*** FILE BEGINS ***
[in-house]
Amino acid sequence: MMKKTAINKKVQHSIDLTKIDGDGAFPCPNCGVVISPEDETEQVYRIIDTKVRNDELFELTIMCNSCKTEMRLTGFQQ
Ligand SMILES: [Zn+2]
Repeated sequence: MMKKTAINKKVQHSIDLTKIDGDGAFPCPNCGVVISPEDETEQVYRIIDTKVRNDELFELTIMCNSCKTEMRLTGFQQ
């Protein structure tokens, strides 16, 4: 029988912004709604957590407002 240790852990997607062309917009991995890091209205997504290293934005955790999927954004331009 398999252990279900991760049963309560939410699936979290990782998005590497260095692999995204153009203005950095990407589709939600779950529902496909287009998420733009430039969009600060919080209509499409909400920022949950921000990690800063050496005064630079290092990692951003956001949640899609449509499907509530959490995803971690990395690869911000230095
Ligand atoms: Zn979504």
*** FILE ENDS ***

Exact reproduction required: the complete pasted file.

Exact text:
[in-house]
Amino acid sequence: MMKKTAINKKVQHSIDLTKIDGDGAFPCPNCGVVISPEDETEQVYRIIDTKVRNDELFELTIMCNSCKTEMRLTGFQQ
Ligand SMILES: [Zn+2]
Repeated sequence: MMKKTAINKKVQHSIDLTKIDGDGAFPCPNCGVVISPEDETEQVYRIIDTKVRNDELFELTIMCNSCKTEMRLTGFQQ
């Protein structure tokens, strides 16, 4: 029988912004709604957590407002 240790852990997607062309917009991995890091209205997504290293934005955790999927954004331009 398999252990279900991760049963309560939410699936979290990782998005590497260095692999995204153009203005950095990407589709939600779950529902496909287009998420733009430039969009600060919080209509499409909400920022949950921000990690800063050496005064630079290092990692951003956001949640899609449509499907509530959490995803971690990395690869911000230095
Ligand atoms: Zn979504």